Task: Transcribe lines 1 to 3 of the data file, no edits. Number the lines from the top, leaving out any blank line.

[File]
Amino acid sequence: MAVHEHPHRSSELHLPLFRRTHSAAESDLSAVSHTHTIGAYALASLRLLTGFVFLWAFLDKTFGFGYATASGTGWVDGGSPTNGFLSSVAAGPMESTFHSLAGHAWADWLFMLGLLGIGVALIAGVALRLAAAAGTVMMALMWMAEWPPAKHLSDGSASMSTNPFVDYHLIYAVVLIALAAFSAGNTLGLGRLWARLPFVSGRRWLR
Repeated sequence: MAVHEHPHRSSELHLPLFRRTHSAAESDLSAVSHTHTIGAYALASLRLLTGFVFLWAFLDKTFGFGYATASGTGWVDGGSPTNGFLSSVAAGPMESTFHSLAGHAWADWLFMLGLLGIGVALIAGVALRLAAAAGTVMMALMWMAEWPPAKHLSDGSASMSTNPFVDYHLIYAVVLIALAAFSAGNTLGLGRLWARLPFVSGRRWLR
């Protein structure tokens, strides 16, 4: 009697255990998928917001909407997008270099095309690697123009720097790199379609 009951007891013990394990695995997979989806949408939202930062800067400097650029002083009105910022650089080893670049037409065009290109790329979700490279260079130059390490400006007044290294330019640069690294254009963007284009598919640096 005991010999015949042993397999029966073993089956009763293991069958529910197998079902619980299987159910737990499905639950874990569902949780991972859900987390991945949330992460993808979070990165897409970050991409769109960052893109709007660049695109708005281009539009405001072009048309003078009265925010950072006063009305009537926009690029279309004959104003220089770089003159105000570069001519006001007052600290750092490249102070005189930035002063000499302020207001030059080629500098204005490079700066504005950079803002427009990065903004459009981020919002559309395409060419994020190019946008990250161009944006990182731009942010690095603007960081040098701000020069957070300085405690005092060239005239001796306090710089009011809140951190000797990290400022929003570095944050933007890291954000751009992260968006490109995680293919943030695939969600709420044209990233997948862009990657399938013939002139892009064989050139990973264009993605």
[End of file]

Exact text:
Amino acid sequence: MAVHEHPHRSSELHLPLFRRTHSAAESDLSAVSHTHTIGAYALASLRLLTGFVFLWAFLDKTFGFGYATASGTGWVDGGSPTNGFLSSVAAGPMESTFHSLAGHAWADWLFMLGLLGIGVALIAGVALRLAAAAGTVMMALMWMAEWPPAKHLSDGSASMSTNPFVDYHLIYAVVLIALAAFSAGNTLGLGRLWARLPFVSGRRWLR
Repeated sequence: MAVHEHPHRSSELHLPLFRRTHSAAESDLSAVSHTHTIGAYALASLRLLTGFVFLWAFLDKTFGFGYATASGTGWVDGGSPTNGFLSSVAAGPMESTFHSLAGHAWADWLFMLGLLGIGVALIAGVALRLAAAAGTVMMALMWMAEWPPAKHLSDGSASMSTNPFVDYHLIYAVVLIALAAFSAGNTLGLGRLWARLPFVSGRRWLR
């Protein structure tokens, strides 16, 4: 009697255990998928917001909407997008270099095309690697123009720097790199379609 009951007891013990394990695995997979989806949408939202930062800067400097650029002083009105910022650089080893670049037409065009290109790329979700490279260079130059390490400006007044290294330019640069690294254009963007284009598919640096 005991010999015949042993397999029966073993089956009763293991069958529910197998079902619980299987159910737990499905639950874990569902949780991972859900987390991945949330992460993808979070990165897409970050991409769109960052893109709007660049695109708005281009539009405001072009048309003078009265925010950072006063009305009537926009690029279309004959104003220089770089003159105000570069001519006001007052600290750092490249102070005189930035002063000499302020207001030059080629500098204005490079700066504005950079803002427009990065903004459009981020919002559309395409060419994020190019946008990250161009944006990182731009942010690095603007960081040098701000020069957070300085405690005092060239005239001796306090710089009011809140951190000797990290400022929003570095944050933007890291954000751009992260968006490109995680293919943030695939969600709420044209990233997948862009990657399938013939002139892009064989050139990973264009993605």